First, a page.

I tend to keep my head below the trenches, but this has got to be hypocritical when I'm asking other people to write to their MPs. So I've started writing to mine. The first missive she's received so far is to do with the ID card consultation process, and went via the web to fax gateway.
I remain unconvinced that the introduction even of technically voluntary ID cards will lead to the benefits claimed by the Government. I particularly fear that suspicion will fall on those who do not carry the cards, rendering their voluntary nature meaningless; it is to be expected that once the generality of persons in the UK have such cards the inconvenience cost of not having one will be sufficiently great as to compel all but the most unreasonably diehard privacy obsessives to adopt them as well. The sense in which I hold such cards to "invade" privacy, and I concede that "invade" is an unfortunately loaded term, is that they will reduce the cost of ross-correlating information about individuals and groups. It has always been possible for the sufficiently determined and well-funded to gather information about people; I believe that what is at stake here is the expense associated with such information gathering, and that this expense will be substantially decreased by the increased standardisation and centralisation of identity information about individual people. Currently, this economic barrier is an important protection for the privacy of the individual and the availability of a private sphere in which one may conduct aspects of one's life without the judgmental eyes of strangers bearing down upon one. The availability of such a private sphere ought to be secured in any society which respects the autonomy and dignity of individual human beings, and should be privileged against unjustified intrusions; such an idea is reflected in Article 8 of the European Convention on Human Rights, and finds its source (ironically) in the common law traditions of our own society here in the UK. To the extent that the economic barrier protects the private sphere in a manner justifiable in terms of the respect society should accord to individual humans, it should not be undermined by schemes such as the proposed ID card scheme, which I therefore oppose.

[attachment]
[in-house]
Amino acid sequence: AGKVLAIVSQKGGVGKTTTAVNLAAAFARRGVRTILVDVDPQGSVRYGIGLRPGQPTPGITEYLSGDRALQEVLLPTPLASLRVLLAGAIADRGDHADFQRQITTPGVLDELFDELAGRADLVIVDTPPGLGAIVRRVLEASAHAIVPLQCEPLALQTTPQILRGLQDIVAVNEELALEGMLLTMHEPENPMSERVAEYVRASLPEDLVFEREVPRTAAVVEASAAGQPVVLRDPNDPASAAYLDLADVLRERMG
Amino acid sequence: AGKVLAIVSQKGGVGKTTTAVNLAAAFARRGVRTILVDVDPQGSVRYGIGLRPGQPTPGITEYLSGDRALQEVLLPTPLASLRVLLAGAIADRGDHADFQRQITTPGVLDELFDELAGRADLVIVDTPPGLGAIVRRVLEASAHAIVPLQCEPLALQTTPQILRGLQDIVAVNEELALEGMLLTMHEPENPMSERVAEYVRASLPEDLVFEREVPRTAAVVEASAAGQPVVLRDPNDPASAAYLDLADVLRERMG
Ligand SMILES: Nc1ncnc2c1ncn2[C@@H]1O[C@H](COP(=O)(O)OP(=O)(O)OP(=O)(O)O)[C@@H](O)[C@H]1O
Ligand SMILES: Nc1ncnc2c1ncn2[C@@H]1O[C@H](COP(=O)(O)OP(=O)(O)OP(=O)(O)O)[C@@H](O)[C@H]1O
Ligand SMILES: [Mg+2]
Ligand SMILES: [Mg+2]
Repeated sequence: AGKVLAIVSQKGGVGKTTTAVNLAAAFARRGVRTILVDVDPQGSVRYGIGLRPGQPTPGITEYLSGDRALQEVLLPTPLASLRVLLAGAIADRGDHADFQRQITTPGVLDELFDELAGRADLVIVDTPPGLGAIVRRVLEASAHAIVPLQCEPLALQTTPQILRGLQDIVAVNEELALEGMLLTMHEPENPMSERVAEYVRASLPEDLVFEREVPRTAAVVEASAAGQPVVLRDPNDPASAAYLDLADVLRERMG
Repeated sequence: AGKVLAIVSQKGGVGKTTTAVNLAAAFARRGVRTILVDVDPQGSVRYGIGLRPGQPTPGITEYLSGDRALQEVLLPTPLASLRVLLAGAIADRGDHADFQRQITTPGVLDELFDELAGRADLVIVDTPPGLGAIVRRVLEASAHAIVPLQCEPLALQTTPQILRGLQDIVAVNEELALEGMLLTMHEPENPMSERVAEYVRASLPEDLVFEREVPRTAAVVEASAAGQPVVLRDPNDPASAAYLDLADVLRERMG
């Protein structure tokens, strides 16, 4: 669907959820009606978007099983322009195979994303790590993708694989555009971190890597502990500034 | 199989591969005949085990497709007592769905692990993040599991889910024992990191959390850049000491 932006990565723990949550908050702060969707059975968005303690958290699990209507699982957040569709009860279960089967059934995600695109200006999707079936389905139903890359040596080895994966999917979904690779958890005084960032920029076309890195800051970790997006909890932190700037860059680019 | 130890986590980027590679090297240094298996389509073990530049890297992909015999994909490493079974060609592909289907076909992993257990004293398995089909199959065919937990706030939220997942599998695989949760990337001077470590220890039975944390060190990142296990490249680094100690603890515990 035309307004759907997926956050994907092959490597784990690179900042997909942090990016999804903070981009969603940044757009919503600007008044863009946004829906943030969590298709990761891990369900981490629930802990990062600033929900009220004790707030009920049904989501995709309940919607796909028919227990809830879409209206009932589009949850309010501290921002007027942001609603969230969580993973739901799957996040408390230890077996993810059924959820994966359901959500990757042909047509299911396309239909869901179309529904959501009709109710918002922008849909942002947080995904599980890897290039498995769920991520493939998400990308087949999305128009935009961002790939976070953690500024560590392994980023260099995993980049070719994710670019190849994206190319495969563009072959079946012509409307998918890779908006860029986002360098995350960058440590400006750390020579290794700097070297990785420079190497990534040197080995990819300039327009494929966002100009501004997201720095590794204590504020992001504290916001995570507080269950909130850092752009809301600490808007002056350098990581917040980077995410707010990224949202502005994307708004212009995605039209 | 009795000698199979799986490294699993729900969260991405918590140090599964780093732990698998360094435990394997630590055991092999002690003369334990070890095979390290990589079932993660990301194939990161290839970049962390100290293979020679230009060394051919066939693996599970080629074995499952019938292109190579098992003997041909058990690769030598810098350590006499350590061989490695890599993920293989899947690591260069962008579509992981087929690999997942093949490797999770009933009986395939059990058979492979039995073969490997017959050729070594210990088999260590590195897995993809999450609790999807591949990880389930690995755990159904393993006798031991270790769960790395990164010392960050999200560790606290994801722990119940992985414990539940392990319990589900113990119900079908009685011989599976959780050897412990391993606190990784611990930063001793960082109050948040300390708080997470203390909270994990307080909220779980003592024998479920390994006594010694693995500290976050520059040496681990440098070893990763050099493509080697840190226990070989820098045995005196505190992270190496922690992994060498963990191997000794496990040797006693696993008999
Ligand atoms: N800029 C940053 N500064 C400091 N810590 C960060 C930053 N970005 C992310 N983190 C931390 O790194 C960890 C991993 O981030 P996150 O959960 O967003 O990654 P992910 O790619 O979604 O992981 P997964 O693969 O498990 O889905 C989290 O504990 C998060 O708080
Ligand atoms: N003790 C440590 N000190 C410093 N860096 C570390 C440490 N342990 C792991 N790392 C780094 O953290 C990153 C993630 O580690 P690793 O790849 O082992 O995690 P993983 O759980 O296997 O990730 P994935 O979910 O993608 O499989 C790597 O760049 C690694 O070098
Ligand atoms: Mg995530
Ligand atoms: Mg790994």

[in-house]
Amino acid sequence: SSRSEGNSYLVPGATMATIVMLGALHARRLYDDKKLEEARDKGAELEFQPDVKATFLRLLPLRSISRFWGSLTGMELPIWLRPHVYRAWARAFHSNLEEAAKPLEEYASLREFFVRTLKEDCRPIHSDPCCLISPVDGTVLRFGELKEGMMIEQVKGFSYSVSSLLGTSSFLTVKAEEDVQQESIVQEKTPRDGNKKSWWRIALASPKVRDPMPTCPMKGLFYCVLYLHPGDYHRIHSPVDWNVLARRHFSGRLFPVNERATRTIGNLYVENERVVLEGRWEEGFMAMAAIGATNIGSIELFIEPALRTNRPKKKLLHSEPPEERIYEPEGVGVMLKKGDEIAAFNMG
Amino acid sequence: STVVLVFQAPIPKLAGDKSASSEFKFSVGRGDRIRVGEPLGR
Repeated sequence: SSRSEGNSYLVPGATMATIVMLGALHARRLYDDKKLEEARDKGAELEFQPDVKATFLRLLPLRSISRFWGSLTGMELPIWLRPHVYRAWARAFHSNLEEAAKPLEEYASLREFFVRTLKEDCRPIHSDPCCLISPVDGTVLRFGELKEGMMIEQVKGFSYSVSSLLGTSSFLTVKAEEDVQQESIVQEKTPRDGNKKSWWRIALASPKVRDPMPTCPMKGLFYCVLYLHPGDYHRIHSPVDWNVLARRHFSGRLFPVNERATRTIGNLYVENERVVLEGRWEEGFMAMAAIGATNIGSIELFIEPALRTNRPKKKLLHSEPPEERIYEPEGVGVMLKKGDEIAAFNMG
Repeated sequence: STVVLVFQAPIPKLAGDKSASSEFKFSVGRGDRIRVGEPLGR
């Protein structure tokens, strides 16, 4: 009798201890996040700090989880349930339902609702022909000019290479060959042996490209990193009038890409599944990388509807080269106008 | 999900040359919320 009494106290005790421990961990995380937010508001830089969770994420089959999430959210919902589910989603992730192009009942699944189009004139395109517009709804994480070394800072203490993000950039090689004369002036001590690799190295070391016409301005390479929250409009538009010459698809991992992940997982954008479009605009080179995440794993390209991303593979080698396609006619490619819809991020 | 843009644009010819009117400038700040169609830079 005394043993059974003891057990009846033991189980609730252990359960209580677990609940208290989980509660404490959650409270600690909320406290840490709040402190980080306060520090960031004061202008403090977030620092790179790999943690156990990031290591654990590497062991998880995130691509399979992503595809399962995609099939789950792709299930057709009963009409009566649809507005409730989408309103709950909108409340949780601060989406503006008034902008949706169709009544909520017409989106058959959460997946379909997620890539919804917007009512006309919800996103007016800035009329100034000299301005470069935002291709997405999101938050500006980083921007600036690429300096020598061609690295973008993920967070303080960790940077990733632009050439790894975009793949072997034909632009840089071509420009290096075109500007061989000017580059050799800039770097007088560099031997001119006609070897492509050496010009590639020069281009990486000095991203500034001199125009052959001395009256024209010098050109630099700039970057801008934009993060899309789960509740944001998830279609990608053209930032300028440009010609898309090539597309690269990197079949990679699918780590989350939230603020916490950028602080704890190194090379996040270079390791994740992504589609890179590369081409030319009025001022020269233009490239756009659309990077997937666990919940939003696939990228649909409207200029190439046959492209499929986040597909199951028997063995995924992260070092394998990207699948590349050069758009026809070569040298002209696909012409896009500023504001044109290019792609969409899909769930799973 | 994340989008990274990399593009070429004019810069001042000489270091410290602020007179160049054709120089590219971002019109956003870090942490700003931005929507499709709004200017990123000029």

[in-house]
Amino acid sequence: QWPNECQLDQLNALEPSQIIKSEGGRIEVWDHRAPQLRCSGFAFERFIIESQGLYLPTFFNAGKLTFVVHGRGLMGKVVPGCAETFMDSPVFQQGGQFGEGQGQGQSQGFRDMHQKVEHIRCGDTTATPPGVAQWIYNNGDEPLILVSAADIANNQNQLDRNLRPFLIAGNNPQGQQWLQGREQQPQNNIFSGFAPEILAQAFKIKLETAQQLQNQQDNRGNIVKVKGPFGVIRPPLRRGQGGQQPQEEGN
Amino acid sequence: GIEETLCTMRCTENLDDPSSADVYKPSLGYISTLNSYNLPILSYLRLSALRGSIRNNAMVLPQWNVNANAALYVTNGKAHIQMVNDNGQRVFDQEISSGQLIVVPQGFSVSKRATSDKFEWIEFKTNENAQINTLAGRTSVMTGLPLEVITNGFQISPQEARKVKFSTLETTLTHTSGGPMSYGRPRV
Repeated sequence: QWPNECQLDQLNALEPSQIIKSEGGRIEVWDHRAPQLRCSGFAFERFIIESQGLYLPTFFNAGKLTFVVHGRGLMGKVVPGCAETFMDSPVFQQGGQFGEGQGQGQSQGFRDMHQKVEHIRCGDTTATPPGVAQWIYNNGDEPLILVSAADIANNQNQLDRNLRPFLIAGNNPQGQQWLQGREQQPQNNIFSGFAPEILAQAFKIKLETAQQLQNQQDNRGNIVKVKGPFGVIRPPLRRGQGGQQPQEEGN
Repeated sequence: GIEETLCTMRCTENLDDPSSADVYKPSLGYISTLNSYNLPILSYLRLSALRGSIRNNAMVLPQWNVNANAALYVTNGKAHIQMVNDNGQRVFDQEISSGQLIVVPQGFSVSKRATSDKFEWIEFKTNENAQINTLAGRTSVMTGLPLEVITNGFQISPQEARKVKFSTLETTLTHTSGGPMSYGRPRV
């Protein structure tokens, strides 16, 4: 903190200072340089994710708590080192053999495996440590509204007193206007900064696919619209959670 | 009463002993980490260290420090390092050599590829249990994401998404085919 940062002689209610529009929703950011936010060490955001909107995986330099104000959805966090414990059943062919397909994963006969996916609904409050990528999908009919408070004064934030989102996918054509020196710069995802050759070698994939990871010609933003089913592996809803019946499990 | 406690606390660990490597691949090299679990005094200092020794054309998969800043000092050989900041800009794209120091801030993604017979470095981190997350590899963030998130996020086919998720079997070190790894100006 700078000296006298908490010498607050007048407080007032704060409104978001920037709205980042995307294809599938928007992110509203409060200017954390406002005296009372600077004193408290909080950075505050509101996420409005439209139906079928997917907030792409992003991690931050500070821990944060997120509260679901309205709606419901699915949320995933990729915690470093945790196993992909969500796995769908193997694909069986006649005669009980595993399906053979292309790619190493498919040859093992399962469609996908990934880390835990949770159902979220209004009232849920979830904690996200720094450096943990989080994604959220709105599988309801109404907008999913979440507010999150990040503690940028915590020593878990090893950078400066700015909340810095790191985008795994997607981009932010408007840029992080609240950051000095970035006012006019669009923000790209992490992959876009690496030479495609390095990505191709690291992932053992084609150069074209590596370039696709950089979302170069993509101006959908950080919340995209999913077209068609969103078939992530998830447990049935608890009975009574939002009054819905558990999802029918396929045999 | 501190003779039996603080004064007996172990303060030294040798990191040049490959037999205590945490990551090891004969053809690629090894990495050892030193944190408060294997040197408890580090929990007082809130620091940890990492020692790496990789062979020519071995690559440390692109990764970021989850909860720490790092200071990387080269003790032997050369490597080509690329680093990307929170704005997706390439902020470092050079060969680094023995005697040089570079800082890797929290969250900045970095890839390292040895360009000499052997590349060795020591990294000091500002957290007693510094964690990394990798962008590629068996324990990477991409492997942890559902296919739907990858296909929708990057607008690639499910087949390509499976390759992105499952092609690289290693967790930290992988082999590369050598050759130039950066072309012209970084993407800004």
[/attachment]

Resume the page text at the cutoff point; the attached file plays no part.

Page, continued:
At the Duke Public Domain conference, Jennifer Toomey from the Future of Music Coalition challenged the many academics present to take their best work and turn it into two sides of A4, so that activists could actually digest it. Needless to say, that isn't happening any time soon, since academics have better things to do with their time.
Activists, however, can take up the challenge and that's what I propose to do: create a 2 A4 page precis of all the good papers out there on the digital environment.
Here's how she put it:
There are many ways to lock people out of systems. We've talked about technical ones; we've talked about money. Information is a way that people are locked out of a system.